Court Denies Protest of Procurement, Holds Dept. of Education Had Rational Basis

The Court of Federal Claims recently wrote that “[t]here is no such thing as a perfect procurement.” To anyone familiar with federal government contracts, this commentary states the obvious. But springing from the Court’s observation is another important reality: “a flawed procurement is not necessarily an illegal one.”

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One Protest Spoils the Bunch

GAO recently dismissed several bid protests to an $82 billion procurement because of the actions of a company that had already lost its protest.

In AECOM Management Services, four different companies protested the U.S. Army’s logistics civil augmentation program procurement for various “Setting the Theater” services for the Army’s Northern Command, Southern Command, African Command, European Command, Central Command, Pacific Command, and Afghanistan.

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2020 NDAA: Contractors Supplying Technical Data to Receive Protection of Data Rights During Challenges, Again

The draft 2020 National Defense Authorization Act, if enacted, will revoke the government’s ability to exercise rights in technical data during a supplier’s challenge to the contracting officer’s decision as to the validity of the asserted “use or release restrictions” on that data. It would reinstate the previous safeguard afforded to data suppliers, allowing them to protect their valuable–and often irreplaceable–intellectual property rights unless and until the contracting officer’s decision to remove the restrictions is sustained.

Keep in mind, this is just a draft provision, as the Senate version of the 2020 NDAA doesn’t contain the provision discussed in this blog.

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SCOTUS to Hear Arguments on Agency Power

Oral arguments are to be held today (March 27, 2019) on a U.S. Supreme Court case that may dramatically reduce federal agency power.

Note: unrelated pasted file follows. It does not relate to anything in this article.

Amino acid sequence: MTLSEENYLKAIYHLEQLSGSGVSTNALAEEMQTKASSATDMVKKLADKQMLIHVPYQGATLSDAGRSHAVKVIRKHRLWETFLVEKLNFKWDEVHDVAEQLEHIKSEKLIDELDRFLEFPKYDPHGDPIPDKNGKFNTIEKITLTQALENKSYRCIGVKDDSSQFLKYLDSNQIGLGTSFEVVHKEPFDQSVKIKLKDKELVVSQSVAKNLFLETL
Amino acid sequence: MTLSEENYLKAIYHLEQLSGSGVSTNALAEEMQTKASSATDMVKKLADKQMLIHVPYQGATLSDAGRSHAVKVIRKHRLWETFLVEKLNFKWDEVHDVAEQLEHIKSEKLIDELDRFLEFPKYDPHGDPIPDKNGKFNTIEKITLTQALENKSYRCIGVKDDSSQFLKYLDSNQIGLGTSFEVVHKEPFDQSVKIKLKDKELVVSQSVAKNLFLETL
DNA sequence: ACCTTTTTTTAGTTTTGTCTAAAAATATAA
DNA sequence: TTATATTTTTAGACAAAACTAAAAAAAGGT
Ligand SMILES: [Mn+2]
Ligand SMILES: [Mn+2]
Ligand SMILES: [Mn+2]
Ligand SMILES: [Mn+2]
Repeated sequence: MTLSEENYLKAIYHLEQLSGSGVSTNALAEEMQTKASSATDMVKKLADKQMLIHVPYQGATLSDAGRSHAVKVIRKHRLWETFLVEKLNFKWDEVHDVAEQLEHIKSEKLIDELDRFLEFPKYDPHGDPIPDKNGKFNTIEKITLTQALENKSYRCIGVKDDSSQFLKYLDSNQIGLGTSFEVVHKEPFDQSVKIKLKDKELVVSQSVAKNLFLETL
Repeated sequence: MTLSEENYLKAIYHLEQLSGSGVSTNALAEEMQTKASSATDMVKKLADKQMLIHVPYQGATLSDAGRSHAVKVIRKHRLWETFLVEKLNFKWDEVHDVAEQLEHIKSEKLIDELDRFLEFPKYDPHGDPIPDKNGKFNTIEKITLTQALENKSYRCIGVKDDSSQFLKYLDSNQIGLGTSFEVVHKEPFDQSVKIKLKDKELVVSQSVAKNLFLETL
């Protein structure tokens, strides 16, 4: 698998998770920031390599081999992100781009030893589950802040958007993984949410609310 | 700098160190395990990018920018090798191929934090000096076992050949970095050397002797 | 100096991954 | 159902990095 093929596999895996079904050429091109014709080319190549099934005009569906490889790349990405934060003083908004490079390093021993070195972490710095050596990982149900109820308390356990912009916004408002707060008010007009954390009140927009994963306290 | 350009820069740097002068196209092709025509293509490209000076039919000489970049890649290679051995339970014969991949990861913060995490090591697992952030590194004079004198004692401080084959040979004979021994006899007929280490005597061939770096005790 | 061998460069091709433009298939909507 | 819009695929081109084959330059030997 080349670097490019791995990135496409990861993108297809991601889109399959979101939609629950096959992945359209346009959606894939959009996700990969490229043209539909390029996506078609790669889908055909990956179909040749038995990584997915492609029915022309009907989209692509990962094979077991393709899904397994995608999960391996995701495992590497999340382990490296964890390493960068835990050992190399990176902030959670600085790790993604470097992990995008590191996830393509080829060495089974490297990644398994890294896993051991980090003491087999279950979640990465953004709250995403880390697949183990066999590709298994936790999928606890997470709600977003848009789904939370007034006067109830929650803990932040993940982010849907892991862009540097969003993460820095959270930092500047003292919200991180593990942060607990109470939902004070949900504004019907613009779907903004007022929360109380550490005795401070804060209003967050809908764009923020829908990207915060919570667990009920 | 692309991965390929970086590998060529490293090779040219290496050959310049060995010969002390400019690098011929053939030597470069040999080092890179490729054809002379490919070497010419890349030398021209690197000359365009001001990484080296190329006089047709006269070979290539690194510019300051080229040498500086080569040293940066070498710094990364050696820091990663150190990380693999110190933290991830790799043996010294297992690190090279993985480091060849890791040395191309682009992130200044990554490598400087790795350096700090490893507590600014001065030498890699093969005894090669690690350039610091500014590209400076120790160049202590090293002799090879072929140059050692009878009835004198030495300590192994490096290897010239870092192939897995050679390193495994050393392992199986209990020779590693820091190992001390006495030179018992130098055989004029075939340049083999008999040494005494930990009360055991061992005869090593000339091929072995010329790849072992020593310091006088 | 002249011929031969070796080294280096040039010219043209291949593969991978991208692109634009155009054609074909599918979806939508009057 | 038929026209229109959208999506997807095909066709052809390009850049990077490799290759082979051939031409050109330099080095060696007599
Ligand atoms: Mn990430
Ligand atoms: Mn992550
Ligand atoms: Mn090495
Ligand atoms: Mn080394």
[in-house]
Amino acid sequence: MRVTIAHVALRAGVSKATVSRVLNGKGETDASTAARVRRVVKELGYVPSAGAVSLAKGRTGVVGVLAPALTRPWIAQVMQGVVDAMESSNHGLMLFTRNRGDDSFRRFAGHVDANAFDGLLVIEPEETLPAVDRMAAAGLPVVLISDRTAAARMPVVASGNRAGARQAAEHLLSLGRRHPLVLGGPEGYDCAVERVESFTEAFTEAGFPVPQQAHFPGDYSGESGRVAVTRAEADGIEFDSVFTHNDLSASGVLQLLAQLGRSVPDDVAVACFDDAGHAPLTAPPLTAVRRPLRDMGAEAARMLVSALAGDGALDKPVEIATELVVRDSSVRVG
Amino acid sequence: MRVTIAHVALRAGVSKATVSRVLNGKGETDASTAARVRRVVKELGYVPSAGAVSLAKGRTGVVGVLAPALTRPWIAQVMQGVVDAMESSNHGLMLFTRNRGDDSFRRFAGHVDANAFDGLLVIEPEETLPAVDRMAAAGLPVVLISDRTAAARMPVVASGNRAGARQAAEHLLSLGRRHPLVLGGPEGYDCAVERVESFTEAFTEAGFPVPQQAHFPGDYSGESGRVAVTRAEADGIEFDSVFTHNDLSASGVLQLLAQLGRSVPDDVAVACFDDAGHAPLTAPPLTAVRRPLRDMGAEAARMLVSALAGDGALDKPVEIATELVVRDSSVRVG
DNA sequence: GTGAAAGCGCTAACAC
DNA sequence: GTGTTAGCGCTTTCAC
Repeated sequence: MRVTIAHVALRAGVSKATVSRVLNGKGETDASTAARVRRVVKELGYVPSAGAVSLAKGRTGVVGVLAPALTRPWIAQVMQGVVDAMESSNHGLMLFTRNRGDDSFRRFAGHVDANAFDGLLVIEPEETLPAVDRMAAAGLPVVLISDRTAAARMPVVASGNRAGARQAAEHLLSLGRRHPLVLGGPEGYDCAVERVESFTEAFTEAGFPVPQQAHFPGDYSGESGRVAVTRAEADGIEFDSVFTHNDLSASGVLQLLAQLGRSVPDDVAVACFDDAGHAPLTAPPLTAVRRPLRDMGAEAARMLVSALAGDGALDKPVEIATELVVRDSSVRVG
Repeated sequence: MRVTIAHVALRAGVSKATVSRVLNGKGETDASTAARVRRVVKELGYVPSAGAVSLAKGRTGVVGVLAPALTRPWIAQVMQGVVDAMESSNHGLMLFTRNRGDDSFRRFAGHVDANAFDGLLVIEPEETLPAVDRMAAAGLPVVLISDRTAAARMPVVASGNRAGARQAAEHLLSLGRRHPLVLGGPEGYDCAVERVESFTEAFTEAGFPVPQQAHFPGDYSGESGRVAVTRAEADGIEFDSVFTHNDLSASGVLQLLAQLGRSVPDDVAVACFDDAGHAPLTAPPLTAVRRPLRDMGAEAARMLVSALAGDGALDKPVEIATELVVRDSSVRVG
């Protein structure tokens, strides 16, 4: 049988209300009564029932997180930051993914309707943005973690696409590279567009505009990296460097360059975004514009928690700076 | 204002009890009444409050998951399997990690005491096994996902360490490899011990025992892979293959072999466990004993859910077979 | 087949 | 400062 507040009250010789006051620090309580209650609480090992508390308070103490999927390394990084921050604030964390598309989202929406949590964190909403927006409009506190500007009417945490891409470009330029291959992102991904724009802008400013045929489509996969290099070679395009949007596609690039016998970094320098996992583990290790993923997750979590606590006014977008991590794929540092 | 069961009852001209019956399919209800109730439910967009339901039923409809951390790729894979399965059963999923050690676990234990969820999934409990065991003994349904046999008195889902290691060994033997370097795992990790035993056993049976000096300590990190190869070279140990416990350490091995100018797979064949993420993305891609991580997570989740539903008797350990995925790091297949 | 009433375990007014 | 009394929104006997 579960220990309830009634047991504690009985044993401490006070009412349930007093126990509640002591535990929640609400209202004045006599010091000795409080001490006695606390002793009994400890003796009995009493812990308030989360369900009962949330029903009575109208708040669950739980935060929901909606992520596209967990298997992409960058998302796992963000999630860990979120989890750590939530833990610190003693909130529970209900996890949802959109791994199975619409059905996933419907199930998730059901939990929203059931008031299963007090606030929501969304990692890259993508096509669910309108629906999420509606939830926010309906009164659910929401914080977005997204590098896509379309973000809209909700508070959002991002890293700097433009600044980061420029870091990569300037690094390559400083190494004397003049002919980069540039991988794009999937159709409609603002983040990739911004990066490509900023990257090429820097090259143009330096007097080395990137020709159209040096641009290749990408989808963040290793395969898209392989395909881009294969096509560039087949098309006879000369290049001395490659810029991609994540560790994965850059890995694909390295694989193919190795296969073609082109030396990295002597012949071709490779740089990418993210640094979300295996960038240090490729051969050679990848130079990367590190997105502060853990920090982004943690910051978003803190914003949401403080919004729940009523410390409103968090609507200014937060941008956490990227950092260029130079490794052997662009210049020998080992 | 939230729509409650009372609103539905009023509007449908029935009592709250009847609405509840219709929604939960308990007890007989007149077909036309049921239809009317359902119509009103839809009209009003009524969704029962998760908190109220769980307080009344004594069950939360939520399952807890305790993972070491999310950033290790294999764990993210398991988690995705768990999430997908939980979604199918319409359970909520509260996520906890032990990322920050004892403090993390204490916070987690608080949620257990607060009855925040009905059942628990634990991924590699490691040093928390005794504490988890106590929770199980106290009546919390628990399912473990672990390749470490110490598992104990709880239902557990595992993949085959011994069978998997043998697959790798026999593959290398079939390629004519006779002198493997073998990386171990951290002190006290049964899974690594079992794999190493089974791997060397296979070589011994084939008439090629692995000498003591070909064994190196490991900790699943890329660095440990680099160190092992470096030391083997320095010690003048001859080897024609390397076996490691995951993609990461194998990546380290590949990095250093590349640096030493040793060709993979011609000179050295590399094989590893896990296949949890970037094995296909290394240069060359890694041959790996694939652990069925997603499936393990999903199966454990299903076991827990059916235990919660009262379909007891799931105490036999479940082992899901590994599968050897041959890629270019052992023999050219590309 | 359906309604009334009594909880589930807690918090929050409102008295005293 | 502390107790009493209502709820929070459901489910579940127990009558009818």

The case, Kisor v. Wilkie, asks the Supreme Court to overturn longstanding precedent which established that an agency’s interpretation of its own regulation deserves deference so long as it is reasonable. If the Supreme Court overturns this precedent, it could change the balance of power—in favor of government contractors—in certain disputes with agencies.

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Section 809 Panel Recommends Eliminating COFC’s Ability to Consider Protests After GAO’s Resolution

Among its suggestions to streamline the acquisition process, the Section 809 Panel has proposed to eliminate the ability to file a protest at GAO and the Court of Federal Claims. Instead, the Panel would require protesters to choose between filing at GAO or the Court.

Let’s take a look.

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I Fought the Law, and the Law Won? Standing Issues Prevent Claim of Agency’s Rulebreaking

As we discussed in July 2017, Timberline Helicopters, Inc. has been involved in ongoing litigation regarding the Department of the Interior, Bureau of Land Management’s (a.k.a. “BLM”) procurement of helicopter flight services to aid in fire-fighting and fire-suppression missions, services essential now more than ever.

Most recently, in Timberline Helicopters, Inc. v. United States, No. 18-1474C (Fed. Cl. Nov. 14, 2018), the Court of Federal Claims held that Timberline no longer had standing to bring its claims.

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8(a) JV Agreement Denied: Participant Brought Only Its 8(a) Status to Relationship

When companies seek to join forces under an 8(a) joint venture agreement, they often focus on meeting the SBA’s specific joint venture requirements. In doing so, however, they might overlook the threshold goal of an 8(a) joint venture: to allow an 8(a) to develop the necessary capacity to perform a contract.

As a recent Court of Federal Claims decision shows, overlooking this requirement can cause an 8(a) joint venture agreement to be rejected by SBA—and lead to the joint venture being found ineligible for an award.

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